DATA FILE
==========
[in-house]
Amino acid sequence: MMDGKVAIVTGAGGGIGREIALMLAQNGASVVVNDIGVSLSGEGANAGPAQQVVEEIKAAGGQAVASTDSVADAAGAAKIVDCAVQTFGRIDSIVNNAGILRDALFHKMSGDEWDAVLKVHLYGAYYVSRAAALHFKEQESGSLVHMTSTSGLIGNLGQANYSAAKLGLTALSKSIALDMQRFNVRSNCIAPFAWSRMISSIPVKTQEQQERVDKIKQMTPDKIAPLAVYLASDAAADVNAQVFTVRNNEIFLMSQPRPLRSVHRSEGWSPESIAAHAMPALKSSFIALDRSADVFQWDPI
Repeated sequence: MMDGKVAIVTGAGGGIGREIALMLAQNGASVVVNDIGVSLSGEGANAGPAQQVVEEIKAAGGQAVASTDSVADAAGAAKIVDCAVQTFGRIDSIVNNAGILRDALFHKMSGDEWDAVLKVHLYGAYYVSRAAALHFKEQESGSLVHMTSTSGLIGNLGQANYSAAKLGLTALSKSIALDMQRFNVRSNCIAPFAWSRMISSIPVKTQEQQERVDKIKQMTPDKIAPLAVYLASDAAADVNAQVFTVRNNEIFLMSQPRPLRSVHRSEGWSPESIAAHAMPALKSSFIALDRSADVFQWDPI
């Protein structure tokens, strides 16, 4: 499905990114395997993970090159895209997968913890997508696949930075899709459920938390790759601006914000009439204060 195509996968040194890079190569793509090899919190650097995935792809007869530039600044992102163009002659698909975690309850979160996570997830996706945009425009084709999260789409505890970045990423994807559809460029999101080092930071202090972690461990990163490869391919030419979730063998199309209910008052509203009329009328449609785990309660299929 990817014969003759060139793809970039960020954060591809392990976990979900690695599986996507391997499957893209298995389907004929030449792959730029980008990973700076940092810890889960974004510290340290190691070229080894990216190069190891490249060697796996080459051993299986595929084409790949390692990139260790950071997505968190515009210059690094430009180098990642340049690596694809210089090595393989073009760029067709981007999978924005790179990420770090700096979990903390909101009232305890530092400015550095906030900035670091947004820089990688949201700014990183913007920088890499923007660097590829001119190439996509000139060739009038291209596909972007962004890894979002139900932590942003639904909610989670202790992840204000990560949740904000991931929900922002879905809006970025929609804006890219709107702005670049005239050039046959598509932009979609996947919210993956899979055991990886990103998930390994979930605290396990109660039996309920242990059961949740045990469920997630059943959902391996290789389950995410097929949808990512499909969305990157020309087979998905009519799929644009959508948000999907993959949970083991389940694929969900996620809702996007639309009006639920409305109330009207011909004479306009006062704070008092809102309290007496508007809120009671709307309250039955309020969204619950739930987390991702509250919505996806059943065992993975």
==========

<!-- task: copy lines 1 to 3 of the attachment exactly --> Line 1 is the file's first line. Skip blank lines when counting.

[in-house]
Amino acid sequence: MMDGKVAIVTGAGGGIGREIALMLAQNGASVVVNDIGVSLSGEGANAGPAQQVVEEIKAAGGQAVASTDSVADAAGAAKIVDCAVQTFGRIDSIVNNAGILRDALFHKMSGDEWDAVLKVHLYGAYYVSRAAALHFKEQESGSLVHMTSTSGLIGNLGQANYSAAKLGLTALSKSIALDMQRFNVRSNCIAPFAWSRMISSIPVKTQEQQERVDKIKQMTPDKIAPLAVYLASDAAADVNAQVFTVRNNEIFLMSQPRPLRSVHRSEGWSPESIAAHAMPALKSSFIALDRSADVFQWDPI
Repeated sequence: MMDGKVAIVTGAGGGIGREIALMLAQNGASVVVNDIGVSLSGEGANAGPAQQVVEEIKAAGGQAVASTDSVADAAGAAKIVDCAVQTFGRIDSIVNNAGILRDALFHKMSGDEWDAVLKVHLYGAYYVSRAAALHFKEQESGSLVHMTSTSGLIGNLGQANYSAAKLGLTALSKSIALDMQRFNVRSNCIAPFAWSRMISSIPVKTQEQQERVDKIKQMTPDKIAPLAVYLASDAAADVNAQVFTVRNNEIFLMSQPRPLRSVHRSEGWSPESIAAHAMPALKSSFIALDRSADVFQWDPI